Paralympic hopeful Marcelo Ordaz-Cruz says surviving a gunshot wound that left him paralyzed, as well as the I-35 bridge collapse, has made him a stronger person.
After the accident that took the use of my legs, I missed playing soccer and riding my bike. I was looking for “my” sport when the Courage Center’s recreation director introduced me to her husband, Paul Van Winkel, a racing legend. He loaned me a racing chair and, a few months later, mentioned the Twin Cities Marathon. I didn’t really understand what it was, but I wanted to enter. Paul said, “It’s really hard. You don’t have technique. You don’t have strength. You don’t know anything yet.” I did it anyway, and Paul was right. I was so tired. So frustrated that I couldn’t go faster. I felt like I would collapse. I finished with my heart, because that’s all I had. After I crossed the finish line, Paul asked how it was, and I said, “This is my sport.” Now, 10 years later, I’ve learned so much. I’m getting faster. I’m getting better. I race as often as I can. I have three more years to find sponsors and qualify for the 2016 Paralympics, so I’m working hard. Every morning when I wake up, I look forward to my training time, when it’s just me and my racing chair. I survived the shot that put me there. When the bridge I was driving on crumbled into the river, I was lucky: I survived that, too. These things taught me that life is fragile. We need to enjoy every moment. For me, that means racing. It makes me feel alive. It makes me believe that you can do whatever you want to do—that no matter what kind of obstacles you face, you can change your life.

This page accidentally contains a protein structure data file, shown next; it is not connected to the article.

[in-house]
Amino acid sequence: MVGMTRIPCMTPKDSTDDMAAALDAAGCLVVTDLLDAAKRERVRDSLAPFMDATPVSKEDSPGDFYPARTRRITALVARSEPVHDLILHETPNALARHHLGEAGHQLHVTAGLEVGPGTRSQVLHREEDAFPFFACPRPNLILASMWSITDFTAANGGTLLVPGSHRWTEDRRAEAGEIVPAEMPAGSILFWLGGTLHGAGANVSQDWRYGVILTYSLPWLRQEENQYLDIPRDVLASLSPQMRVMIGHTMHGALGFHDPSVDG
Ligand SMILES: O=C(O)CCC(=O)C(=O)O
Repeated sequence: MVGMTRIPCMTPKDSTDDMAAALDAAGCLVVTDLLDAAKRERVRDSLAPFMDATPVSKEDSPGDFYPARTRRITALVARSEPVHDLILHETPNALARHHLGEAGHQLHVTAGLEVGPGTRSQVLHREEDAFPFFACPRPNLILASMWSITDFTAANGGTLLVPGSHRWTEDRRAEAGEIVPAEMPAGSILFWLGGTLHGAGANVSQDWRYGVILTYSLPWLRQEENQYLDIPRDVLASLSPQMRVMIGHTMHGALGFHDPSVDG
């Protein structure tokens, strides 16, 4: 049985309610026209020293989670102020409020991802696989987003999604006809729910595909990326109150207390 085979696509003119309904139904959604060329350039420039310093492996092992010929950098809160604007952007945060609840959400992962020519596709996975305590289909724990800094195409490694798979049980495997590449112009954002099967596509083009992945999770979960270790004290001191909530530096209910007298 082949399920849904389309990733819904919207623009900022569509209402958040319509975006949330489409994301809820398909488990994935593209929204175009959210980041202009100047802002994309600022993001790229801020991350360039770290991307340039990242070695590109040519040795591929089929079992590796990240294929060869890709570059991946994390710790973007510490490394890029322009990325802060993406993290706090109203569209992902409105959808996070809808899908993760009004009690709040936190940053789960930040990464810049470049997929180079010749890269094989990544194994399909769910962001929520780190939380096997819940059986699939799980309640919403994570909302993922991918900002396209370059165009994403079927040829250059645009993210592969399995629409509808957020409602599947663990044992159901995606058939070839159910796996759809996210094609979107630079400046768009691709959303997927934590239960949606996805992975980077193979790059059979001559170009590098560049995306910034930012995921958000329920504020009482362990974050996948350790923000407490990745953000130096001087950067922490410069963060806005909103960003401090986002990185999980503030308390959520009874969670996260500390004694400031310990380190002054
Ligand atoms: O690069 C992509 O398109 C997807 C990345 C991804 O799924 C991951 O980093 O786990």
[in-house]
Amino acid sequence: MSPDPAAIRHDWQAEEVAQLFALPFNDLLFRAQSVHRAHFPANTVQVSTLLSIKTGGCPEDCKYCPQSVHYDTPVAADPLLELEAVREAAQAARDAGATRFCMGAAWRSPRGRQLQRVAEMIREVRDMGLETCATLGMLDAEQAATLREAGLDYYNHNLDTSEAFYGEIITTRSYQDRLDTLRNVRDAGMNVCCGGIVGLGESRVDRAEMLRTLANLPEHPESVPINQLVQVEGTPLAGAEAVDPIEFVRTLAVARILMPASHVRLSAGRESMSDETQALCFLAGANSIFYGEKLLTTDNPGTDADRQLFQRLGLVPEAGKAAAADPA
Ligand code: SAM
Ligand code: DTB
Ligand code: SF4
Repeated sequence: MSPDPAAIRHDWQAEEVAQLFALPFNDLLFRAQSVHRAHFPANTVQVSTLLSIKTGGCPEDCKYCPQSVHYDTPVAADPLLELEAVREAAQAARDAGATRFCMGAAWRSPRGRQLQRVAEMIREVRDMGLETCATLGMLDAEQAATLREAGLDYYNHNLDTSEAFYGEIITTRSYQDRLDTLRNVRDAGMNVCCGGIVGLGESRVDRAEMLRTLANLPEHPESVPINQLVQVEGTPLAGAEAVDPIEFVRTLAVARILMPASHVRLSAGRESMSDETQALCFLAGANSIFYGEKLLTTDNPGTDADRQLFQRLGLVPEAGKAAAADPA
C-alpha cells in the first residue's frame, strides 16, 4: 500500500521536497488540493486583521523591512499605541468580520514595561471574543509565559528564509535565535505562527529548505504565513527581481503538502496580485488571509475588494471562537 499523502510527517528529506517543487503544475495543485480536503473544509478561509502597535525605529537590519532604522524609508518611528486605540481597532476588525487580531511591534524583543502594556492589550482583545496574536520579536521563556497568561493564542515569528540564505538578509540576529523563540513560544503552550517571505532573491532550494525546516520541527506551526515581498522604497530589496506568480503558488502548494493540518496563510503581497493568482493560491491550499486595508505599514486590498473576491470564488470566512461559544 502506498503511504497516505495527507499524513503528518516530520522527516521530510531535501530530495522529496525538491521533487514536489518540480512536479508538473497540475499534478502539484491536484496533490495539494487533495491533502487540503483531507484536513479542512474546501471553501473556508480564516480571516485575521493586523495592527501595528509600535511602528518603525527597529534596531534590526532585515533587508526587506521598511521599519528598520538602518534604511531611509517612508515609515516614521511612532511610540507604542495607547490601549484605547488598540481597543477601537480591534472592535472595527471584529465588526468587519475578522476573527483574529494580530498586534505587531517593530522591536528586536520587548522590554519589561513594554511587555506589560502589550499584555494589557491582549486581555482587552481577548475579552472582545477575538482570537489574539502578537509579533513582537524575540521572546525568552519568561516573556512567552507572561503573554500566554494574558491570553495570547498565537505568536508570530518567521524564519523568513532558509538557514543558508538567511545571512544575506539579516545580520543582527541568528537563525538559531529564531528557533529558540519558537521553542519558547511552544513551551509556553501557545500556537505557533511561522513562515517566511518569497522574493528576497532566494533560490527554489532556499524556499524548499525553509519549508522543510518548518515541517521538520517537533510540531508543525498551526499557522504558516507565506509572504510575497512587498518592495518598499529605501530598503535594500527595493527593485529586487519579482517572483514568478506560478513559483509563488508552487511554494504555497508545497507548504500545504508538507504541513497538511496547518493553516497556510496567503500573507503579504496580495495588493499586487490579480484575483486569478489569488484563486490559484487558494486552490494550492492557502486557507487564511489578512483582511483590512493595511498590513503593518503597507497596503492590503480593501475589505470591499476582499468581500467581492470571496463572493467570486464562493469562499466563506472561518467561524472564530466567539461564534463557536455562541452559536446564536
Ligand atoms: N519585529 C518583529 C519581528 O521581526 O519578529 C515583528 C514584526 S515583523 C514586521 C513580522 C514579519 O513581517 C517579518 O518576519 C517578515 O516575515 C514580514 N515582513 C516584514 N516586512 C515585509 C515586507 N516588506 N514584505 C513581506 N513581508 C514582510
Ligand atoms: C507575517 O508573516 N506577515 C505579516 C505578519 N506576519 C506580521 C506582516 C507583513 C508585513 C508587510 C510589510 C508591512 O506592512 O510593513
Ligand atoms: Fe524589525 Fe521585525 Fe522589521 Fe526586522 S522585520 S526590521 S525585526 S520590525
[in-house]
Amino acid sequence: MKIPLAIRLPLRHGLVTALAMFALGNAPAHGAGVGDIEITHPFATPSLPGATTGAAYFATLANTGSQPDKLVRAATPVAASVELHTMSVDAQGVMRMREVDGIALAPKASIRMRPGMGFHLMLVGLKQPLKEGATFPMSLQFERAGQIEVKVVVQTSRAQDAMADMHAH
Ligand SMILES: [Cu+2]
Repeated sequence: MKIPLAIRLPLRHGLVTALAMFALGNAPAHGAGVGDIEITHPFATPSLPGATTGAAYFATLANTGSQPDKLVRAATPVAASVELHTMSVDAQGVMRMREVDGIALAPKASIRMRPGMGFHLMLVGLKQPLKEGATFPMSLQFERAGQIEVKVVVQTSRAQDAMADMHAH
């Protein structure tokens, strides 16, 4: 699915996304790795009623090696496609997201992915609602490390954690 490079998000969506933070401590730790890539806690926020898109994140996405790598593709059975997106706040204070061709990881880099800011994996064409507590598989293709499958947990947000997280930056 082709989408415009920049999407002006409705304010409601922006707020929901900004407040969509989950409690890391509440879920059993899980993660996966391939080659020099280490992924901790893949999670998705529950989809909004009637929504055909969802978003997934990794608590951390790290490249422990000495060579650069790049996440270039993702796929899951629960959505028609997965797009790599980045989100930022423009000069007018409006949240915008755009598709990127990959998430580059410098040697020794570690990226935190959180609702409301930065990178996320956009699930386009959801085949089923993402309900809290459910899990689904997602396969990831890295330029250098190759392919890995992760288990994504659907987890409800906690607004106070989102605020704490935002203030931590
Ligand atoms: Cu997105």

At 14 years old, Micah Hovland is among the youngest participants in this year’s marathon.
When I was nine, I decided I wanted to run a mile a day for a year, on average. Usually, I’d run three miles every three days, but if I didn’t run on vacation or something, I’d come home and run seven miles, or maybe run two every day for two days, to make it up. After the year, I kept with it, because it’s an easy way to stay disciplined and I enjoyed it. Running clears my head. I like to engineer things. I built a tree house when I was 10, a go-cart a couple of years ago, and just redid all the trim in our living room for my mom. I was teaching my little cousin how to drive that go-cart this summer when he accidentally peeled out on my foot and I couldn’t train for a week. Other than that, training’s been going great. Last year’s winner is actually friends with my cousins, and he slept in my bed the night before the marathon. I never got to meet him, but I did the math. A five-minute-mile is like 12 miles per hour. That’s insane! I can’t even run that for, like, half a mile. I just hope to maintain a nice 10-minute mile. I’m feeling pretty confident and really excited. This won’t be my last one, I’m pretty sure.